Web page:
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Most people with even a passing interest in science fiction will have heard of Isaac Asimov, a writer responsible for hundreds of books and who created a compellingly intricate fictional universe in which he explores complex cultural issues and delves into the mystery of what it means to be human. He accomplishes the latter primarily through his treatment of robots and artificial intelligence, using synthetic life forms as an effective foil for organic ones. An effective example of this dynamic is The Positronic Man, a 1992 novel co-written by Asimov and Robert Silverberg and based on a 1976 novella by Asimov titled The Bicentennial Man. The 1999 film Bicentennial Man, starring Robin Williams, is based on both of these works, and all three deal heavily with the theme of emergent humanity.
The Positronic Man is Andrew Martin, who begins his existence as a standard model of household robot, designed to perform various service tasks for the family to which he is assigned. However, it quickly becomes apparent to Andrew’s owners that he is something more than a robot of the sort that exists in Asimov’s universe. He displays a spark of creativity and potential for distinctly non-robotic thinking, traits which excite some of the humans around him and deeply trouble others. As the novel progresses, Andrew himself gains an understanding of his unique nature—and along with it a motivation to forge his own destiny free of the restrictions, both social and technological, which govern his fellow machines. His adoption of the name Andrew (derived from his serial number, NDR-113) ends up having been the first of many increasingly significant steps he takes along the continuum linking robot and human.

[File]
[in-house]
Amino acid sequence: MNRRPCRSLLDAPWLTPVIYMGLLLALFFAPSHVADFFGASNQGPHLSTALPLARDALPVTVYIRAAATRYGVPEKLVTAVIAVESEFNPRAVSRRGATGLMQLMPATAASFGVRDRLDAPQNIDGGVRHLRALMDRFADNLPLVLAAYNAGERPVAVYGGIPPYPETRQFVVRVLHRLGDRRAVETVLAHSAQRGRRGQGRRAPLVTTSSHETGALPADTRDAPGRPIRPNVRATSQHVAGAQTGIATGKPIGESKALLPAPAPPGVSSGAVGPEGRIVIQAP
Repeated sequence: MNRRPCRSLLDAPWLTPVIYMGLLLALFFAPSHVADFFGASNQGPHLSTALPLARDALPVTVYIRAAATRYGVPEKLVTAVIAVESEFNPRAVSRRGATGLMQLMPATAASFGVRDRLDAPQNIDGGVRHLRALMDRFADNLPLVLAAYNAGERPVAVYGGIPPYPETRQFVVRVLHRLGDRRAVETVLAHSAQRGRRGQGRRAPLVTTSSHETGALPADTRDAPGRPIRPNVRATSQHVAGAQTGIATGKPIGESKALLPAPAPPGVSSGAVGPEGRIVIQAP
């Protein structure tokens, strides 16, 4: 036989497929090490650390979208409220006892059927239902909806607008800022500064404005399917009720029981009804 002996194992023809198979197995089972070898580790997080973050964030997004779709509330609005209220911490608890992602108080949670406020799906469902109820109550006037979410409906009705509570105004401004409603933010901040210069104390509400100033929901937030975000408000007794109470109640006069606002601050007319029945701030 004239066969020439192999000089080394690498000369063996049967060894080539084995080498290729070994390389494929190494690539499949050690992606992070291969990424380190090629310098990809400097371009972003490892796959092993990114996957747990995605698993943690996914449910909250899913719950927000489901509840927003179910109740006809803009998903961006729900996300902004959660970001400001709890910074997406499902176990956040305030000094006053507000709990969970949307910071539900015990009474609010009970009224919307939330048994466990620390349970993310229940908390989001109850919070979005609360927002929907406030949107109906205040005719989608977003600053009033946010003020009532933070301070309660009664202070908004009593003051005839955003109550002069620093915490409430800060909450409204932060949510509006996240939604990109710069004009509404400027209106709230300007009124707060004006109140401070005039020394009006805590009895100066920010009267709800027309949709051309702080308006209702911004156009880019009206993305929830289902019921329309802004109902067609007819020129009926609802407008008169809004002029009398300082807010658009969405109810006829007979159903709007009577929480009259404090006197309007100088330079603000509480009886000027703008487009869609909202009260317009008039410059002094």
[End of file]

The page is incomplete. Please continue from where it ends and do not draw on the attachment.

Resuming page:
The novel presents Andrew’s situation, with all of its paradoxes and intricacies, in a precise and almost technical manner. As a result, it reads almost like an essay on the definition of humanity, with various characters arguing whether or not a machine can truly be said to be alive. Every stumbling block Andrew encounters, from attempting to gain legal recognition of his freedom to wearing clothes for the first time, addresses a small piece of the puzzle that is sentience. Many readers have felt that this leaves the novel feeling coldly clinical in its approach, lacking an emotional punch that one would think would be central to a work dealing with our shared humanity.